No: 88; variant: 88A
- THE knight stands in the stable-door,
As he was for to ryde,
When out then came his fair lady,
Desiring him to byde.
- ‘How can I byde? how dare I byde?
How can I byde with thee?
Have I not killd thy ae brother?
Thou hadst nae mair but he.’
- ‘If you have killd my ae brother,
Alas, and woe is me!
But if I save your fair body,
The better you’ll like me.’
- She’s tane him to her secret bower,
Pinnd with a siller pin,
And she’s up to her highest tower,
To watch that none come in.
- She had na well gane up the stair,
And entered in her tower,
When four and twenty armed knights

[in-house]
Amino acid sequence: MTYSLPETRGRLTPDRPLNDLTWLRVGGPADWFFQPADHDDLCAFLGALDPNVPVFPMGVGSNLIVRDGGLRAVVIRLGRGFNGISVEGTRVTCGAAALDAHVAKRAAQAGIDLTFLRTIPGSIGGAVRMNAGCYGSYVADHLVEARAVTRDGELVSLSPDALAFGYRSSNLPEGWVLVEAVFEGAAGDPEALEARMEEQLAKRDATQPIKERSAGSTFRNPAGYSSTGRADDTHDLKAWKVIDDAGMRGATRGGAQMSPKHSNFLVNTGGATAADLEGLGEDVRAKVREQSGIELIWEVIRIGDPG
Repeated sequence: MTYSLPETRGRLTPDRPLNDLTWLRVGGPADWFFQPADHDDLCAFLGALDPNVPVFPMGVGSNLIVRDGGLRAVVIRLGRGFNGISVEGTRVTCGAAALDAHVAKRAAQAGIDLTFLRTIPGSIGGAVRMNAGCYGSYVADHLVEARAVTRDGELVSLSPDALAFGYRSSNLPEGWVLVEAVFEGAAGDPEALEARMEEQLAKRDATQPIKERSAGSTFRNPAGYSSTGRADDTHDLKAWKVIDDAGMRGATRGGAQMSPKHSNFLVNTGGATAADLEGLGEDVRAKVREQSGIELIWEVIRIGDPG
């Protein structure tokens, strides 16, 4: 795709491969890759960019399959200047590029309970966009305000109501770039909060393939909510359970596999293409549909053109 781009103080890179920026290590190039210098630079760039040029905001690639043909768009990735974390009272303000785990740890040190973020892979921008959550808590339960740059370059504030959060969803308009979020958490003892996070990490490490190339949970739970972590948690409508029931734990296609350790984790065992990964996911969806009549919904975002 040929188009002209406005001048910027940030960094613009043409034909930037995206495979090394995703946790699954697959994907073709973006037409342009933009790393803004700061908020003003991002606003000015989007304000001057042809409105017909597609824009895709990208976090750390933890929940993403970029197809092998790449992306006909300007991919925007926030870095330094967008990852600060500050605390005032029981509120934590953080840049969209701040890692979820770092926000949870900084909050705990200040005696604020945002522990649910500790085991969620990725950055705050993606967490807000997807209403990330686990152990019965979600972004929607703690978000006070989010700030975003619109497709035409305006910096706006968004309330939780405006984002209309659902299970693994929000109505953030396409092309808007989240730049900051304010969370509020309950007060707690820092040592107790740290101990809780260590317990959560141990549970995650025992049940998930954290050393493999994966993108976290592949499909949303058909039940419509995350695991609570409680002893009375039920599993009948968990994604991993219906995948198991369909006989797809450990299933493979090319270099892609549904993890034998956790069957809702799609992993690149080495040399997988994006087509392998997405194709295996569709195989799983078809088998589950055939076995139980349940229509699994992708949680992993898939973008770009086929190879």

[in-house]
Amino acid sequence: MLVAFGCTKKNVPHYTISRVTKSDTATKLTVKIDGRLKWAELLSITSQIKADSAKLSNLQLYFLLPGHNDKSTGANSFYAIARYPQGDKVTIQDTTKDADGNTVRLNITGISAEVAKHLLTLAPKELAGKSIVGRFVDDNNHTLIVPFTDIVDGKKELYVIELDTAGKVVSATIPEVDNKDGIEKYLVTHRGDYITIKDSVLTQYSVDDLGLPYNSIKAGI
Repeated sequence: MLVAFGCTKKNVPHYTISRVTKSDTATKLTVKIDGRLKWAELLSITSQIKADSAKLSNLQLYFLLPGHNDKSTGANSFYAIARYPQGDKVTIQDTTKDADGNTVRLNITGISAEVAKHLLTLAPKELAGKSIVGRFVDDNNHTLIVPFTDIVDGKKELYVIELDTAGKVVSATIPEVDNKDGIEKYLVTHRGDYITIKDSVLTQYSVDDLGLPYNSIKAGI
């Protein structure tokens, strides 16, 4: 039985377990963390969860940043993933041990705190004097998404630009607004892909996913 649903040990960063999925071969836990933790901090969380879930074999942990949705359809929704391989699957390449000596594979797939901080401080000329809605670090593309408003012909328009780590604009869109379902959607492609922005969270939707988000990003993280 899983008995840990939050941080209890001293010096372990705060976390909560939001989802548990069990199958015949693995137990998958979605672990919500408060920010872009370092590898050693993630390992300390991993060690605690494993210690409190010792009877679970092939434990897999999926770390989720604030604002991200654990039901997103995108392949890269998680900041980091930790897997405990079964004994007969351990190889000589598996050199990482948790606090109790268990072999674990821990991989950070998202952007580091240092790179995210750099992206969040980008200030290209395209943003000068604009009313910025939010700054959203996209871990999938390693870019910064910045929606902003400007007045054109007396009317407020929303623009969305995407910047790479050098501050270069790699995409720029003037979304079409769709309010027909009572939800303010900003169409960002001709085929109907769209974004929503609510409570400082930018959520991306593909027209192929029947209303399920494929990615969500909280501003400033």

Came riding to the door.
- ‘Now God you save, my fair lady,
I pray you tell to me,
Saw you not a wounded knight
Come riding by this way?’
- ‘Yes, bloody, bloody was his sword,
And bloody were his hands;
But if the steed he rides be good,
He’s past fair Scotland’s strands.
- ‘Light down, light down then, gentlemen,
And take some bread and wine;
The better you will him pursue
When you shall lightly dine.’
- ‘We thank you for your bread, lady,
We thank you for your wine;
I would gie thrice three thousand pounds
Your fair body was mine.’
- Then she’s gane to her secret bower,
Her husband dear to meet;
But he drew out his bloody sword,
And wounded her sae deep.
- ‘What aileth thee now, good my lord?
What aileth thee at me?
Have you not got my father’s gold,
But and my mother’s fee?’
- ‘Now live, now live, my fair lady,
O live but half an hour,
There’s neer a leech in fair Scotland
But shall be at thy bower.’
- ‘How can I live? how shall I live?
How can I live for thee?
See you not where my red heart’s blood
Runs trickling down my knee?’